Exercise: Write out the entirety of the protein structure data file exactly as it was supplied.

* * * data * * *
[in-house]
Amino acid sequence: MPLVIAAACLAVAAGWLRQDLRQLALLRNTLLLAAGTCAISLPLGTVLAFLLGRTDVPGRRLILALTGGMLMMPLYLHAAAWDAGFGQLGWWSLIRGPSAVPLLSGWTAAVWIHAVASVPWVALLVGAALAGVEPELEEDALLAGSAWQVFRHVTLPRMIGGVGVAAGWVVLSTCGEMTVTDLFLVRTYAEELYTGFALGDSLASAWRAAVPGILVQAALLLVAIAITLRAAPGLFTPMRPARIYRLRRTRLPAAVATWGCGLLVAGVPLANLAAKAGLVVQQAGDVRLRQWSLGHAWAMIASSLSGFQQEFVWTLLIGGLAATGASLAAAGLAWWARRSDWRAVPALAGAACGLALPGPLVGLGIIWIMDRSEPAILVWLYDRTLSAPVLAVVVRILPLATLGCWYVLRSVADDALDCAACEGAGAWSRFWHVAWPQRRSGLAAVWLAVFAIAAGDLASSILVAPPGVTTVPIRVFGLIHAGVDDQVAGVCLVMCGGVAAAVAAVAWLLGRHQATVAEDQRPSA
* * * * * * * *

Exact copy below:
[in-house]
Amino acid sequence: MPLVIAAACLAVAAGWLRQDLRQLALLRNTLLLAAGTCAISLPLGTVLAFLLGRTDVPGRRLILALTGGMLMMPLYLHAAAWDAGFGQLGWWSLIRGPSAVPLLSGWTAAVWIHAVASVPWVALLVGAALAGVEPELEEDALLAGSAWQVFRHVTLPRMIGGVGVAAGWVVLSTCGEMTVTDLFLVRTYAEELYTGFALGDSLASAWRAAVPGILVQAALLLVAIAITLRAAPGLFTPMRPARIYRLRRTRLPAAVATWGCGLLVAGVPLANLAAKAGLVVQQAGDVRLRQWSLGHAWAMIASSLSGFQQEFVWTLLIGGLAATGASLAAAGLAWWARRSDWRAVPALAGAACGLALPGPLVGLGIIWIMDRSEPAILVWLYDRTLSAPVLAVVVRILPLATLGCWYVLRSVADDALDCAACEGAGAWSRFWHVAWPQRRSGLAAVWLAVFAIAAGDLASSILVAPPGVTTVPIRVFGLIHAGVDDQVAGVCLVMCGGVAAAVAAVAWLLGRHQATVAEDQRPSA